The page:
TARGet Kids! (TK!) is a multi-disciplinary paediatric practice-based research network based out of The Hospital for Sick Children and Unity Health Toronto. TK! has been operating since 2008, collecting information on child development with a goal to prevent health problems.
One set of data that TK! collects is the Early Development Instrument (EDI). By using the EDI with our health and outcome measurement data collected in TK!, we are able to draw important connections with how health behaviours impact school readiness.
We are in the early stages of EDI collection for the 2022-2023 school year. To date, we’ve collected over 1300 surveys from 650 teachers in approximately 350 schools and across 15 school boards, TK!. With your help, we can build on the available information that may be used to support health and developmental care for children in primary care.
Read some of our recent publications to see the information that TK! is uncovering thanks to the EDI:
- Vanderloo LM, Janus M, Omand JA, et al. Children’s screen use and school readiness at 4-6 years: prospective cohort study. BMC Public Health. 2022; 22:382. https://doi.org/10.1186/s12889-022-12629-8
- Vanderloo LM, Omand J, Keown-Stoneman CDG, et al. Association Between Physical Activity, Screen Time and Sleep, and School Readiness in Canadian Children Aged 4 to 6 Years. J Dev Behav Pediatr. 2022;43(2):96-103. https://doi.org/10.1097/DBP.0000000000000986
- Omand JA, Li X, Keown-Stoneman CDG, et al. Body Weight at Age Four Years and Readiness to Start School: A Prospective Cohort Study [published online ahead of print, 2022 Jul 13]. Child Obes. 2022. https://doi.org/10.1089/chi.2022.0018
- Omand JA, Janus M, Maguire JL, et al. Nutritional Risk in Early Childhood and School Readiness. J Nutr. 2021;151(12):3811-3819. https://.org/doi:10.1093/jn/nxab307
New publication by Dr. Magdalena Janus called, “Population-Level Data on Child Development at School Entry Reflecting Social Determinants of Health: A Narrative Review of Studies Using the Early Development Instrument.” https://pubmed.ncbi.nlm.nih.gov/33805965/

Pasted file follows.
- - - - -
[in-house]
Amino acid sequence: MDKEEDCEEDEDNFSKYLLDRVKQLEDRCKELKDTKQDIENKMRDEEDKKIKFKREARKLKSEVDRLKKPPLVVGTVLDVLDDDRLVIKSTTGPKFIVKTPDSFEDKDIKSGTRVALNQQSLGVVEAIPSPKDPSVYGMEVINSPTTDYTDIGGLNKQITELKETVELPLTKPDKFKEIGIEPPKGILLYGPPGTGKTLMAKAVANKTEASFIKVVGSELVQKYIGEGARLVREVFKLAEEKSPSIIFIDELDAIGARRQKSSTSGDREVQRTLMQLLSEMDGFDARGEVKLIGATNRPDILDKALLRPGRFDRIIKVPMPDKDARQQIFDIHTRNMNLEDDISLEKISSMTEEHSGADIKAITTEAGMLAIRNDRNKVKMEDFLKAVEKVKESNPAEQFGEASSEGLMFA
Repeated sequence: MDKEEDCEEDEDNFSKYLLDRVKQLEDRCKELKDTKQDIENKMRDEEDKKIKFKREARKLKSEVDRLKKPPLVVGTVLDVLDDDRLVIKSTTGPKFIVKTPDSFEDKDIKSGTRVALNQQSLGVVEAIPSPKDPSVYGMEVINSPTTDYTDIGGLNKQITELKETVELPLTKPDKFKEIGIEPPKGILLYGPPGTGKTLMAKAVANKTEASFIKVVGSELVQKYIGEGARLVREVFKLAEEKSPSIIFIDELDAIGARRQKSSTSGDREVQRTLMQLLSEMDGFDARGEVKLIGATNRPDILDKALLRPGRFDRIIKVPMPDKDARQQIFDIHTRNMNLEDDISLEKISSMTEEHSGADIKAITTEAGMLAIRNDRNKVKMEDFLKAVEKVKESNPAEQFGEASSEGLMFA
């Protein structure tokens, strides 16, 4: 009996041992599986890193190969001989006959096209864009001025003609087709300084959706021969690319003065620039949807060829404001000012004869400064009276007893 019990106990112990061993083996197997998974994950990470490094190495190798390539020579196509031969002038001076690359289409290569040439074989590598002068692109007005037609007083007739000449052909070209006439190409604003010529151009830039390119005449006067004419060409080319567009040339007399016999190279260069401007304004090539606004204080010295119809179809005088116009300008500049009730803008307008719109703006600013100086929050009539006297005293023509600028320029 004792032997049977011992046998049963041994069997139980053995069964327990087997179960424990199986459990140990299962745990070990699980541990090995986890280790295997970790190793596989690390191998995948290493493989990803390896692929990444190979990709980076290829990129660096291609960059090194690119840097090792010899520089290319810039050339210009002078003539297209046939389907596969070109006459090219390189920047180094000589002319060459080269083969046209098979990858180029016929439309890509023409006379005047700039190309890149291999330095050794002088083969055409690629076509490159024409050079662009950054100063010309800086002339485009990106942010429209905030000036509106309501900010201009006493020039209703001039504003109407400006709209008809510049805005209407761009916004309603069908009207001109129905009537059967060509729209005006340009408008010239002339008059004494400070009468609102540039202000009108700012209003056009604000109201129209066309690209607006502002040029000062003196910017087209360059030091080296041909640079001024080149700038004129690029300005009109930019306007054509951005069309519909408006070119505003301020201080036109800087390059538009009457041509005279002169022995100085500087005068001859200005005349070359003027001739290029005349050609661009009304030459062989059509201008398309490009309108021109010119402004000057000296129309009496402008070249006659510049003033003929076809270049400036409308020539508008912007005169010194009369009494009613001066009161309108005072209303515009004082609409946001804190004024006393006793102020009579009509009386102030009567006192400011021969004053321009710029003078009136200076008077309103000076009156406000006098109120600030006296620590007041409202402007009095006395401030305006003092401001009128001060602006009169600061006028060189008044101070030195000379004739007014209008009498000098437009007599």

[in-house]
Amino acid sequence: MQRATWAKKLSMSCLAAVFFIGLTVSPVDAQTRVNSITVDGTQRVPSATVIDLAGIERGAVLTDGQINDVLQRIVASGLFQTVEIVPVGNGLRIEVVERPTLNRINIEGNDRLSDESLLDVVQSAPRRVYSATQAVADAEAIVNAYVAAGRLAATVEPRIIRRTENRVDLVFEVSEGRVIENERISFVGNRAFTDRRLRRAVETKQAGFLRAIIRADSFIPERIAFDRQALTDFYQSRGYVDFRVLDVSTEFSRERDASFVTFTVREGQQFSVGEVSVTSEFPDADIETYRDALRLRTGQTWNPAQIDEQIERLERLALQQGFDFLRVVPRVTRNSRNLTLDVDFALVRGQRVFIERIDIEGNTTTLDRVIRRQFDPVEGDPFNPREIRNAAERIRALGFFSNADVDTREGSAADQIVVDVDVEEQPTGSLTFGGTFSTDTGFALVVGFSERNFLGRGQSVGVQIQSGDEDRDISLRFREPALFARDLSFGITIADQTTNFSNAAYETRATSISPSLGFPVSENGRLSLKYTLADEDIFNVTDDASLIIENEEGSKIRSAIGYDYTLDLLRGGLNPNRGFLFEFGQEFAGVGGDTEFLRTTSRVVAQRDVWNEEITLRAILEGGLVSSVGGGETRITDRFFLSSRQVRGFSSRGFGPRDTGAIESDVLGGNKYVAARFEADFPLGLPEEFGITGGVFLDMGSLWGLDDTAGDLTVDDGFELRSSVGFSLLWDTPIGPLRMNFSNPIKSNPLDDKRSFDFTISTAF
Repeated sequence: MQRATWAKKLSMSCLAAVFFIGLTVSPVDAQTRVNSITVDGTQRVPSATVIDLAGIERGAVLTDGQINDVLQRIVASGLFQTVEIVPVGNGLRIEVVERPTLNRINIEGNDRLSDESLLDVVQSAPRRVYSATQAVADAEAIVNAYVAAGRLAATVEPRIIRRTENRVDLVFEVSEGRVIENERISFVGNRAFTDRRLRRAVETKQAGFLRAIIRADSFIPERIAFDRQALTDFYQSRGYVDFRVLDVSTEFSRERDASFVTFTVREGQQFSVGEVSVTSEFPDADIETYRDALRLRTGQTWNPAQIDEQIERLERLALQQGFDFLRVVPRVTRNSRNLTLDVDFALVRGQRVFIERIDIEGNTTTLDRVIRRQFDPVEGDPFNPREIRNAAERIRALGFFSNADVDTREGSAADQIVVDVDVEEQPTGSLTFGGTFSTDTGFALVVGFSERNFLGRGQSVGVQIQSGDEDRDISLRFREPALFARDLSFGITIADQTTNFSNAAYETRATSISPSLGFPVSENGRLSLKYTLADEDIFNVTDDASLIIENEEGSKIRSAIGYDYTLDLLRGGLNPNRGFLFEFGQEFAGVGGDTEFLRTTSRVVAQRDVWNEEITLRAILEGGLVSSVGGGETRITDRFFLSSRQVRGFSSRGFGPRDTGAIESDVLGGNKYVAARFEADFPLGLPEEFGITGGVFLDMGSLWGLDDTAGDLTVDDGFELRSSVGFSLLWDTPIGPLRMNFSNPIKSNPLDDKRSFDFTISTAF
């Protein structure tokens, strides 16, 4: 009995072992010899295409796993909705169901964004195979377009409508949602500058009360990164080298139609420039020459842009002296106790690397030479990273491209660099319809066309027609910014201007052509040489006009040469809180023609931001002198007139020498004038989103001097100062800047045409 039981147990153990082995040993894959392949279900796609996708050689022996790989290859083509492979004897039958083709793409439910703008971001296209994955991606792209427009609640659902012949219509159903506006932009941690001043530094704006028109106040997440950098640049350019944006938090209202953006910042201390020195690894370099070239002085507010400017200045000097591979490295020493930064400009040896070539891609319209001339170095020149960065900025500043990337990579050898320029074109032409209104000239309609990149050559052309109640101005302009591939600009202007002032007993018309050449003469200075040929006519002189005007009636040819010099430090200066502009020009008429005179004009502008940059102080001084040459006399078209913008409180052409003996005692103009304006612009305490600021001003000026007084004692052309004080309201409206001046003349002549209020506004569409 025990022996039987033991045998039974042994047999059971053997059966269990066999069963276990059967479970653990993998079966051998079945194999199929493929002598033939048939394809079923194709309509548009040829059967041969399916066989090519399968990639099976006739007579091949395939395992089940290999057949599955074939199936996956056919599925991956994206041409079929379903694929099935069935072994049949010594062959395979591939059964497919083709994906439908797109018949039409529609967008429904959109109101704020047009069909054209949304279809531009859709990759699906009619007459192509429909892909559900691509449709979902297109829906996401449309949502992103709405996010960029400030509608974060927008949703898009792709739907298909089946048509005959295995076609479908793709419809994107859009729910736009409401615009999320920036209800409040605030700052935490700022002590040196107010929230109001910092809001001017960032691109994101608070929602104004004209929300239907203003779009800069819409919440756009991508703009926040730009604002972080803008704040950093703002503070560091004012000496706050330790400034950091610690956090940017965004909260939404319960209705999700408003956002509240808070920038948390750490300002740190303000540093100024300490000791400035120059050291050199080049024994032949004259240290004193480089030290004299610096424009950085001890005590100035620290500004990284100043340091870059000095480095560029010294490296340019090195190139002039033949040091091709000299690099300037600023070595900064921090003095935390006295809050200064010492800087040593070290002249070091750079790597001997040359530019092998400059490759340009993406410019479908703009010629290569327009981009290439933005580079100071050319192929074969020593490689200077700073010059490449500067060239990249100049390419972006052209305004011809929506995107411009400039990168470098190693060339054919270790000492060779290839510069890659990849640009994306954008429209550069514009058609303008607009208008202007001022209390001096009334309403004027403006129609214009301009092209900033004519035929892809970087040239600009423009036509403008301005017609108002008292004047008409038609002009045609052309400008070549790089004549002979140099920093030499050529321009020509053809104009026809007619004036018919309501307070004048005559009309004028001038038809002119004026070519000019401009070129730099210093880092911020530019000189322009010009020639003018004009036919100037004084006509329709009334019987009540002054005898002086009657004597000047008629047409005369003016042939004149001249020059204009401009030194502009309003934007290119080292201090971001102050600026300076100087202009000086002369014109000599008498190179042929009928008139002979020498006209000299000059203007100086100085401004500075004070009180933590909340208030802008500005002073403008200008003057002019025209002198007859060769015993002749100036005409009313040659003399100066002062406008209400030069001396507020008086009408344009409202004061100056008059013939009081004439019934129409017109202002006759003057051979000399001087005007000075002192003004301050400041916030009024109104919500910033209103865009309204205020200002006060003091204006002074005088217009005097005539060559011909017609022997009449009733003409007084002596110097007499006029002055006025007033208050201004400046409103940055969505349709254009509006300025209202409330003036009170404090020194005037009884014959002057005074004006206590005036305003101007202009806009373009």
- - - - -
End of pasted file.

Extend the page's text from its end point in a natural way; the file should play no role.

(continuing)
In the Spring of 2020, we developed and implemented a survey: Hidden Future Front Line: Educators’ perspective on the impact of the COVID-19 pandemic on kindergarten children (HIFLEC). In this study, using an online survey, we asked kindergarten educators about the realities of distance learning, their concerns for the return to school, as well as about their own health. The overarching aim of this study is to establish a scope of challenges and facilitators of psychosocial adjustment during the transition back to school-based learning for the youngest students, their families, and their educators. The data have been collated and reports generated and shared with all our partners. Copies of the reports can be found here: https://edi.offordcentre.com/about/current-research-projects/
Chronic physical illnesses are complex, lengthy, and difficult to treat. People dealing with this type of illness often experience impaired physical and social functioning, as well as reduced well-being. Because of these issues, the impact of a physical illness often reaches beyond an individual to his or her immediate family. Continue reading How does a parent’s chronic illness impact their child?
Children born to teen mothers generally perform worse on school readiness assessments than children born to adult mothers. What isn’t known is whether this relationship extends to the grandchildren of these teen mothers. Continue reading The intergenerational effects of teenage pregnancy on child development
Refugees often leave their countries to
escape extreme conditions, such as war or violence. Experiencing such hardship may force refugee children to face multiple challenges when settled in their new
country beyond those faced by other immigrant children. Although many immigrant children contend with post-migration language and cultural barriers,
refugee children may be more likely to experience emotional challenges associated with pre-migration trauma. Continue reading Early emotional and communication functioning predicts the academic trajectories of refugee children
Many children who start school have or are at risk of having a special health care need, which requires more medical, educational, or related services than their peers.
Schools need an accurate picture of whether the levels of these needs are changing over time in order to plan for future services and uncover any service gaps. Continue reading Are the rates of special health care needs changing?
In recent decades there has been a shift towards women starting families later in high-income countries. Continue reading What happens to child development when women delay pregnancy?